Light heavyweight champion Chad Dawson has left trainer John Scully and returned to Eddie Mustafa Muhammad in an attempt to rebound from September’s 10th-round knockout loss to super middleweight champ Andre Ward, according to Scully and Muhammad.
A 30-year-old who dropped to 168 pounds to face Ward, Dawson (31-2, 17 knockouts) could not be reached for comment.
Dawson is hopeful of a rematch with Jean Pascal in March, after Pascal won their initial bout — his last with Muhammad — by 11th-round technical decision in August of 2010. Pascal-Dawson I went to the scorecards after Dawson suffered a severe cut over one of his eyes following a clash of heads.
Scully said he has not had a conversation since the aftermath of the loss to Ward with Dawson, whom Muhammad said has moved with his family from New Haven, Conn., to Las Vegas, where he has spent the past four weeks working with Muhammad.
Scully said his suspicions were confirmed through a friend, who apprised him of a video interview with Dawson that had surfaced on the internet.
“I haven’t heard one word from him, literally, since the night of the fight. I have not spoken one word with Chad Dawson since then. But I heard about it [reunion with Muhammad] a week ago. There is a video of Chad in the gym, and I guess that he’s working with Eddie again. So he’s back with Eddie. In the interview, he hinted that it had something to do with me, but then he says that it was the [loss of] weight that was the problem. I’m like, ‘Which is it? The weight or is it me?’ But they already knew,” said Scully, with whom Dawson had won three fights through early 2005.
“The weight-loss was brutal, and he’s still with the guy [strength and conditioning coach Axel Murillo] who had him losing weight in that manner. When we got to Las Vegas on July 7, he was 182. It was 111 degrees. But on Aug. 13, he weighed 184. Now, that’s five weeks in 100-plus degree weather, running every day and doing the whole nine yards. Yet he gains two pounds? I’ve been reading Axel’s accounts of how we trained and did things, and I can punch holes in what Axel is saying like Swiss cheese. Axel is literally lying through his teeth about what happened.”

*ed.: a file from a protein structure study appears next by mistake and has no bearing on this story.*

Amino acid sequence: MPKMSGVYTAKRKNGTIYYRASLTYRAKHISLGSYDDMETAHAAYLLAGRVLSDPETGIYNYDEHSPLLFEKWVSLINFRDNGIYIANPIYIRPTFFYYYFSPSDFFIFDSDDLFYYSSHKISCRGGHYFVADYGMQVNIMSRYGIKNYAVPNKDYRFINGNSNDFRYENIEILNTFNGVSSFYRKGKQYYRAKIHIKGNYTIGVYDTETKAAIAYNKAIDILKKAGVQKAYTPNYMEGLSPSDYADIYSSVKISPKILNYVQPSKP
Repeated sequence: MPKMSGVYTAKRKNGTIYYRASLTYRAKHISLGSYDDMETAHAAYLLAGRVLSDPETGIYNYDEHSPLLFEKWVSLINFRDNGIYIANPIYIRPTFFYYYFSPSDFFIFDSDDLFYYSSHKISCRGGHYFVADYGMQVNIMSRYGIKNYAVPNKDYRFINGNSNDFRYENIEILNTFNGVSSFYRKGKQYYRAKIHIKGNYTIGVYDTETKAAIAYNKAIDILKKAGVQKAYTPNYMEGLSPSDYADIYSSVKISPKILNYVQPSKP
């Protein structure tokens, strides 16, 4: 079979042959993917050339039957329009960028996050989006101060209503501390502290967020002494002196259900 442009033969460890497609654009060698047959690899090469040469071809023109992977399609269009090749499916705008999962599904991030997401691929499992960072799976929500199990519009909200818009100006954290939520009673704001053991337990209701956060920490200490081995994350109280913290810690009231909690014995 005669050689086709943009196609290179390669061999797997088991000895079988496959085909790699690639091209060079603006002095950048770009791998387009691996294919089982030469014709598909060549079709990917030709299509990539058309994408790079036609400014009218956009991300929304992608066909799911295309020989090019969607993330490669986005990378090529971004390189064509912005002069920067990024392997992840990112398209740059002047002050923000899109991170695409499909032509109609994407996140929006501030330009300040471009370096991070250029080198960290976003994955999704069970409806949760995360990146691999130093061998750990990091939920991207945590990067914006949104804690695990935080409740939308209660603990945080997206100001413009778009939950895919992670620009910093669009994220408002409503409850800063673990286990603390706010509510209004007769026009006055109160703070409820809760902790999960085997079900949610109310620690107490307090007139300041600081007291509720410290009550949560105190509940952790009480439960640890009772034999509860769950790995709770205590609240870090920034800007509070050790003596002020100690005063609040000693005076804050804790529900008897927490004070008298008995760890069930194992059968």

“We’ve been training now, I guess, this is going on our fourth week together,” said Muhammad. “I’m like this: I didn’t have any animosity toward him leaving because I know what type of teacher I am.”
As a fighter, Muhammad (50-8-1, 39 KOs) knocked out Marvin Johnson in the 11th round for the WBA’s light heavyweight title in March of 1980, and defended it twice by knockout over Jerry Martin and Rudy Koopmans.
Over the course of his career, Muhammad vanquished former titleholder Matthew Saad Muhammad, and went the distance in losses to Michael Spinks, Renaldo Snipes, Bennie Briscoe, Victor Galindez and James Scott.
“I’m not saying that I’m the best at this or the best at that, but I’m a person that has been 15 rounds in the trenches and knows how to handle himself. At the end of the day, I have nothing against the guys that he went with like Emanuel and John Scully,” said Muhummad.
“I have nothing against those guys. But I know what I bring to the table. Chad’s forgotten a few things that I brought to the table, but when we went over them and started to do them again, I saw a smile on his face, like, ‘Damn, how did I forget that.’ Just some simple things.”
Muhammad said that he and Dawson made peace over a meal that involved each of their family members.
“With Chad, myself, his family, my family, we had a breakfast reunion, both families. His sons, my daughters, his wife, my wife. We had a nice breakfast one Sunday morning. I hadn’t seen Chad since that breakfast,” said Muhammad.